Current government policies are a threat to the future of commercial family farming in Ireland.
That is the view of ICMSA leader Pat McCormack, who spoke following a meeting with An Taoiseach, An Tanaiste, the Minister for Climate, Environment and Communications and the Minister for Agriculture, Food & Marine.
He believes “it is about time that rural government TDs stood up for the farming community and stopped the tail wagging the dog”.
McCormack highlighted that Irish farmers recognise their environmental obligations. He said they are and will respond as a sector but will not accept “the effective shutdown of our sector and politicians telling us to diversify when there are no credible alternatives”.
Squeezing commercial family farming out of this country
The farm group stated that it is “very concerned” at this stage, from climate change to nitrate regulations to veterinary medicine changes that the current government appears intent on “squeezing commercial family farming out of this country”.
It said the government appears to have forgotten the agricultural sector’s “crucial” role in the economic recovery and its “central role” in rural Ireland from a social and economic perspective.
“Irish agriculture, despite the negative comments from vested interests, has a proud record of achievement from an economic, environmental, social and rural perspective.”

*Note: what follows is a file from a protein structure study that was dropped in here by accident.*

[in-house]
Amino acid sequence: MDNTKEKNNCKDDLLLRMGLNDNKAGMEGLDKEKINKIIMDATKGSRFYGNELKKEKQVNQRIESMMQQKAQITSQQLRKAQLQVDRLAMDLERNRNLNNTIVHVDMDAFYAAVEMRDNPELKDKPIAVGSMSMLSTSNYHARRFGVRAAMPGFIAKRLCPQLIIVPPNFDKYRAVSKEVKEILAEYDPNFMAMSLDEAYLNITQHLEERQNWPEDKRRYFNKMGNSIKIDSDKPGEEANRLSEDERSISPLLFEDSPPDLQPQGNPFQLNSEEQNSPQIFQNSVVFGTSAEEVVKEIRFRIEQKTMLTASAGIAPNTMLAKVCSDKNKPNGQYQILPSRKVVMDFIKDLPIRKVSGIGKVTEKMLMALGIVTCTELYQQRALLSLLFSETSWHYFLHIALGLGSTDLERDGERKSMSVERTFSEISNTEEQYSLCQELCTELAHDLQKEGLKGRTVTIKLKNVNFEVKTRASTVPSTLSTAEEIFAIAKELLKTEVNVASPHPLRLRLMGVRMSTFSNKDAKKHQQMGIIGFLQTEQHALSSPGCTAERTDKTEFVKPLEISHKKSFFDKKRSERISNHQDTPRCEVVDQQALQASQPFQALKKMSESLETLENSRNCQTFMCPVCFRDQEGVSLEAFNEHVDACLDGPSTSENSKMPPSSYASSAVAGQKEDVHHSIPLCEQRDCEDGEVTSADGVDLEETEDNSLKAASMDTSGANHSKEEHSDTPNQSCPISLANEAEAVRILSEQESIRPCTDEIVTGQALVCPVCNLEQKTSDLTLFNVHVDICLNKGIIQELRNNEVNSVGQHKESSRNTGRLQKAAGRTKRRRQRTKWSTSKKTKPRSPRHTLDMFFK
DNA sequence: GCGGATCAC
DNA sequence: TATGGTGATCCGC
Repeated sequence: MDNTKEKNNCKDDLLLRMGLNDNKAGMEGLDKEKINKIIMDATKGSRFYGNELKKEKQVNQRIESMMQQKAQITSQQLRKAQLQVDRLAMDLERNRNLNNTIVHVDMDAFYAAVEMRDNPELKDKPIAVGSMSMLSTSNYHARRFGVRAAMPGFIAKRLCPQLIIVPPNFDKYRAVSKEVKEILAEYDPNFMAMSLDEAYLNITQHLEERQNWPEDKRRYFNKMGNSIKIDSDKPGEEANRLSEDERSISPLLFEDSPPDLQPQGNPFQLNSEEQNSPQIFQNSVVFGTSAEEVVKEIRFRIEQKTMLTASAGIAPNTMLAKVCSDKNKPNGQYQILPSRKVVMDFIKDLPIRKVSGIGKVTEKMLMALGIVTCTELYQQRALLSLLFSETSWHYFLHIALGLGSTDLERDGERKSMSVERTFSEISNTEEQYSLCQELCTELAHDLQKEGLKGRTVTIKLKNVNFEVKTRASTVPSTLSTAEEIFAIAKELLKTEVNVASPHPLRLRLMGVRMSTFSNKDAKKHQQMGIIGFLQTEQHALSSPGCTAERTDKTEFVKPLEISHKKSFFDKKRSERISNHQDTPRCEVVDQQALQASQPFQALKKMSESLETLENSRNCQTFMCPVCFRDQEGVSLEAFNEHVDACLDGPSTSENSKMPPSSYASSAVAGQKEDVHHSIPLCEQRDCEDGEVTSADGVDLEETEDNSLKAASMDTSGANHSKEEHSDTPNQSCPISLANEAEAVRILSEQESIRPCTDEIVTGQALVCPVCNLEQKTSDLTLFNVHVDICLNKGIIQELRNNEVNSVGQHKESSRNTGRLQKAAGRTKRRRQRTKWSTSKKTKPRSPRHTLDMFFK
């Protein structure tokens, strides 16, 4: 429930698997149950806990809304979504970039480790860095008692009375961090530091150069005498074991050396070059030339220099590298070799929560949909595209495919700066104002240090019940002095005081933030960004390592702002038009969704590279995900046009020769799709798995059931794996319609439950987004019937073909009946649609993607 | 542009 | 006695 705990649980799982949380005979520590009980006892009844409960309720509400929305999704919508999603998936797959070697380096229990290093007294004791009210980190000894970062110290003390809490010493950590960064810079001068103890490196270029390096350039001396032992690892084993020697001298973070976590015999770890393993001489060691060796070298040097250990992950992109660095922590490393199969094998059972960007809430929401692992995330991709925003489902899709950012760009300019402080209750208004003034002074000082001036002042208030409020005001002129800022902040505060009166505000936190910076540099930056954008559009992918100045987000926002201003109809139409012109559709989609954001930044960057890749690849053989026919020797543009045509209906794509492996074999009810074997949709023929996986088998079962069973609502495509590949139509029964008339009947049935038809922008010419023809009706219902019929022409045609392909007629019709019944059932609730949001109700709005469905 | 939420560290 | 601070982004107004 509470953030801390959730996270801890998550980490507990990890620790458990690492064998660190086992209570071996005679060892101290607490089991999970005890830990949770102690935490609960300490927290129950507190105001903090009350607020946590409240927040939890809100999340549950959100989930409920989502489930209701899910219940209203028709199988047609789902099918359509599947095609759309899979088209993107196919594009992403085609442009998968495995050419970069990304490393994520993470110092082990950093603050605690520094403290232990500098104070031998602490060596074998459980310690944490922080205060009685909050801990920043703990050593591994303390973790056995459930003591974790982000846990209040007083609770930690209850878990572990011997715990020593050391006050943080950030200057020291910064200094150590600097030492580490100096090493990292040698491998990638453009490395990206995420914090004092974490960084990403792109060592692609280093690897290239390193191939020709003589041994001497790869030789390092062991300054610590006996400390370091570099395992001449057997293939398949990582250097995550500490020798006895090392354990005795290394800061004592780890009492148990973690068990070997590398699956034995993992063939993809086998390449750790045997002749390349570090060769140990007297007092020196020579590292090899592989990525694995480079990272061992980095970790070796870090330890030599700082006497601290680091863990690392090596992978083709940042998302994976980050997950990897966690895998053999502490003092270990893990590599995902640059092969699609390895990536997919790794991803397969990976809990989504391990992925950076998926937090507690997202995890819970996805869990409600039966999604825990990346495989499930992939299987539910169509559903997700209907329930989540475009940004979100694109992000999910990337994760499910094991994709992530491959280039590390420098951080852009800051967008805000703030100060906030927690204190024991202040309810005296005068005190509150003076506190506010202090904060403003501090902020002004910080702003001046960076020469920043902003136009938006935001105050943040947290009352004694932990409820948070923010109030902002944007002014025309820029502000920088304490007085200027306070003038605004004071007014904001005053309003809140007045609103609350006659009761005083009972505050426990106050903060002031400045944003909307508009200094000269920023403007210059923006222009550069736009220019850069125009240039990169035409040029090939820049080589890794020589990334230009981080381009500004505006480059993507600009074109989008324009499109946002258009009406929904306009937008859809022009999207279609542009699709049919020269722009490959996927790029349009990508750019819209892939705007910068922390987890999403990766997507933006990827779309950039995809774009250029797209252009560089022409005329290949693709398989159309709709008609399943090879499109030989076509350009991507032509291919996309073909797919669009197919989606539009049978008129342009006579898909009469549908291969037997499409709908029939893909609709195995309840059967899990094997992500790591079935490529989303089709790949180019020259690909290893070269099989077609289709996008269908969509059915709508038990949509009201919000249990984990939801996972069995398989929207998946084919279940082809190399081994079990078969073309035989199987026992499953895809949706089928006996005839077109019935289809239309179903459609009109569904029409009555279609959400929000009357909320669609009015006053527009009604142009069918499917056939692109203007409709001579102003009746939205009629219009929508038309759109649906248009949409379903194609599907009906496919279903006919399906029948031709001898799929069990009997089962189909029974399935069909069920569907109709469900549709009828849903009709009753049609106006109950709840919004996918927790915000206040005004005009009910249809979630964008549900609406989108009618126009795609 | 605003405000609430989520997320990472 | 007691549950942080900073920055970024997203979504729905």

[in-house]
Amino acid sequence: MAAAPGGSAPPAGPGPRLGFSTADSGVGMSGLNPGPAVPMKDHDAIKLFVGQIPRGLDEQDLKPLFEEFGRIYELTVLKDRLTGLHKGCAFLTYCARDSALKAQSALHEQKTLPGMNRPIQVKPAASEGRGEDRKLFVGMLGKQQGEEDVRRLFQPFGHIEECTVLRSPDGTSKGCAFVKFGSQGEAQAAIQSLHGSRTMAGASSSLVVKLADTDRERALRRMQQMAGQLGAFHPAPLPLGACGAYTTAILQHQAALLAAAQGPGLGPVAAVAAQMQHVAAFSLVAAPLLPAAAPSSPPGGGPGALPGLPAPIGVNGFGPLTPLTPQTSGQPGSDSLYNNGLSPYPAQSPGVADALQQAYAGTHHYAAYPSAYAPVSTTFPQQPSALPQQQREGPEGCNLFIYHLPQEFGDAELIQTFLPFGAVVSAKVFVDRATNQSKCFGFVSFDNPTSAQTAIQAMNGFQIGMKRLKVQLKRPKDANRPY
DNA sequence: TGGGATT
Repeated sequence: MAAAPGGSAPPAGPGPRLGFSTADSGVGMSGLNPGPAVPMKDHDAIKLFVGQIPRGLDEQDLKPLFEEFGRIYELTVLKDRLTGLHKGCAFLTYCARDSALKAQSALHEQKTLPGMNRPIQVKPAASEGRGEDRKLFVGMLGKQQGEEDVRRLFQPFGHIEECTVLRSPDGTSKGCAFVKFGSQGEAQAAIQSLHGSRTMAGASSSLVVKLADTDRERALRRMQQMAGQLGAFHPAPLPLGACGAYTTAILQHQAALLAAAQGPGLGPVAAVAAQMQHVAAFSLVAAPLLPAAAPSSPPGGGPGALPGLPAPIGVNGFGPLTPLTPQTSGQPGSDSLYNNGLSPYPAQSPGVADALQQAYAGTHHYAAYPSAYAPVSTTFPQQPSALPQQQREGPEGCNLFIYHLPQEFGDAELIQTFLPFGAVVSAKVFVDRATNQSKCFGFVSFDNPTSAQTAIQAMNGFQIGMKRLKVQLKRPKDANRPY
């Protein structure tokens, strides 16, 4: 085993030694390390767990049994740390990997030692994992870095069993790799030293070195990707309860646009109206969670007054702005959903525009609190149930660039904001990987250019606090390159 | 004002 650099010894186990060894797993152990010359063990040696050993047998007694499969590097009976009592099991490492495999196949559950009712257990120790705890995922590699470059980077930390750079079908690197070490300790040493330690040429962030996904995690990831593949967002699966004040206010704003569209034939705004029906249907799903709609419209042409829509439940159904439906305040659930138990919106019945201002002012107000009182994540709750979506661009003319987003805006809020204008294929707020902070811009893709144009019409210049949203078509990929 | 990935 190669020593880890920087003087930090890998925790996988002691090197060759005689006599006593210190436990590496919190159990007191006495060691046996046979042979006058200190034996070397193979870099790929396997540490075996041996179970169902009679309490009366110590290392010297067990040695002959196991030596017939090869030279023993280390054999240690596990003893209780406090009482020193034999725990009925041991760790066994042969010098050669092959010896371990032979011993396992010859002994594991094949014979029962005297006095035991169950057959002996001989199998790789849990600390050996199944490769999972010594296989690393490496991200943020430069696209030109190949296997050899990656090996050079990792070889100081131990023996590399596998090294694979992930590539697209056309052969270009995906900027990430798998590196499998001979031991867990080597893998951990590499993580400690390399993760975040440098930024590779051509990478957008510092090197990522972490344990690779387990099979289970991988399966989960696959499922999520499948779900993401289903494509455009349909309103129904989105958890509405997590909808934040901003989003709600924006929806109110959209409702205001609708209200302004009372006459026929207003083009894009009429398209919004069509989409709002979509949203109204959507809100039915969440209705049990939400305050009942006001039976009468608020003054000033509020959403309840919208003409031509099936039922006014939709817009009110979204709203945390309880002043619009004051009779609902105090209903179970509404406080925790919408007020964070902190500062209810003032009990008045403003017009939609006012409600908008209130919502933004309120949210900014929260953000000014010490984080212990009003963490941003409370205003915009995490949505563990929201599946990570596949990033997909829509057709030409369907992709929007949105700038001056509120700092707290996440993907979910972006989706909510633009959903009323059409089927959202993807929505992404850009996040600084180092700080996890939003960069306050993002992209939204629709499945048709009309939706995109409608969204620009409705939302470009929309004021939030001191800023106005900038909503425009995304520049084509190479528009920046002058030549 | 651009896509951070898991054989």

“The government needs to recognise this, work constructively with the sector and ensure that our sector can grow and develop in a sustainable way.”
“The false negativity about our sector is unfairly influencing government policy in a direction that could critically undermine family farms.”
“It is essential that this government and the rural government TDs re-assesses the direction of policy and proactively supports the sector.”
The ICMSA president said Irish farmers will not accept the government unfairly undermining “our very future based on flawed policies”.
Concluding, he stated that farmers understand the climate challenge. However, he said the “unique” position of agriculture and food production needs to be recognised as acknowledged in the Paris Accord.
“Sustainable agriculture needs to be supported with the maximum level of co-funding under CAP-Post 2020,” the farm leader concluded.